Saturday, Feb 08, 2020 at 14:12
"I use an Infinitum Battery Desulphator when charging, it greatly assists in combatting battery sulphation and short life."

Ron, is that a high voltage desulphation cycle, like 15+ volts?

That would kill most deep cycle AGM batteries - it killed one of mine, confirmed by the battery manufacturer (Exide).
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Follow Up By: Ron N - Saturday, Feb 08, 2020 at 15:12

Saturday, Feb 08, 2020 at 15:12
Frank, as far as I'm aware, the Infinitum Desulphator does not increase the charging voltage. It operates by pulsing the signal frequency.
I can find nothing that says the Desulphator produces additional voltage. From the manufacturers website ...

"The Infinitum Desulfator Battery Life Optimizer prevents sulfation on batteries and removes the existing lead sulfate crystals, ensuring a battery with maximum lifespan and optimum performance.

Infinitum Desulfators generates Amplitude Modulated Pulses (AMP) at the resonant frequency of the crystals to shatter the covalent bonds that hold it together.
This allows the lead sulfate to be reconverted once the battery is charged.
A battery free from lead sulfate crystals will have its lifespan stretched to its maximum".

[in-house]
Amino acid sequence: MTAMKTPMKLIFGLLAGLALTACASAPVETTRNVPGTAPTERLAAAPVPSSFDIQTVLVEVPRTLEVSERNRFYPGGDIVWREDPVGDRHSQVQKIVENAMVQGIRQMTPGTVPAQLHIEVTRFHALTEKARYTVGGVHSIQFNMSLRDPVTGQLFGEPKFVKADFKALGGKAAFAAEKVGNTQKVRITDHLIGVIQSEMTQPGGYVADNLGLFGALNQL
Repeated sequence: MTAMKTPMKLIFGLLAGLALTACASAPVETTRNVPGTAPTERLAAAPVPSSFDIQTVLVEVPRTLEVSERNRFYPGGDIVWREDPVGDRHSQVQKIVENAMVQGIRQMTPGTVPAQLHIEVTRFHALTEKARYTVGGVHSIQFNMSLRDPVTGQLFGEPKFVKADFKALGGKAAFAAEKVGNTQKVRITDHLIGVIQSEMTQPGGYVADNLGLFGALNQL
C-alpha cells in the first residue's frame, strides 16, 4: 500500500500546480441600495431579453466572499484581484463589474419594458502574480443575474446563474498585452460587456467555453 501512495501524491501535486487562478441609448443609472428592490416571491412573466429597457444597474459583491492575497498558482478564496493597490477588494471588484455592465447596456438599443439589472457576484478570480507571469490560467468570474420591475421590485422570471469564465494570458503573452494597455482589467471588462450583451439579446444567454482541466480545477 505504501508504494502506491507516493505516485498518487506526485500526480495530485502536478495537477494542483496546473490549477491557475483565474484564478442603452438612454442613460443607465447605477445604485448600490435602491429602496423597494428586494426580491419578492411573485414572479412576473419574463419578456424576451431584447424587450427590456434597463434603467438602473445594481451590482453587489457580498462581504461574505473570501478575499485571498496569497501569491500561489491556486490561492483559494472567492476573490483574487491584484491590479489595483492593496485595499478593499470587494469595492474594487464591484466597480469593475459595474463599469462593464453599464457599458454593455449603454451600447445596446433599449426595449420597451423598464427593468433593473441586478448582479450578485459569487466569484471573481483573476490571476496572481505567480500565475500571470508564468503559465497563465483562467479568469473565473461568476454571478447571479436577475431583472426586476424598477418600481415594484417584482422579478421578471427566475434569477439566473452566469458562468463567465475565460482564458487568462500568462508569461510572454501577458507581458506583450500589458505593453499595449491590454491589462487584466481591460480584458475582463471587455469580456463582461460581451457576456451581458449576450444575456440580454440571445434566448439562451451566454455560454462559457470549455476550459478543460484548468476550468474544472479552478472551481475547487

These little devices work, and are effective, I have proved it to myself by recovering at least 10 sulphated batteries over several years - and these batteries went on to provide an additional 2 to 4 years of working life.
I'm talking mostly automotive batteries that I use in utes, forklifts, tractors, and other industrial items of equipment - but I do have one AGM battery that I have also recovered satisfactorily.

This AGM was bought at an auction with a pile of others, that were obviously deemed dead by the corporate seller, but I have no idea of this particular batterys history.
It's still performing well, 12 mths later after being desulphated. Voltage was around 12V when I first tested it.
I don't usually try to recover batteries that are showing less than 12V initially, these are usually unrecoverable.

The U.S. military utilises these pulsing desulphators to keep much of their idle equipment batteries in good order.

Cheers, Ron.
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Follow Up By: RMD - Saturday, Feb 08, 2020 at 15:53

Saturday, Feb 08, 2020 at 15:53
Ron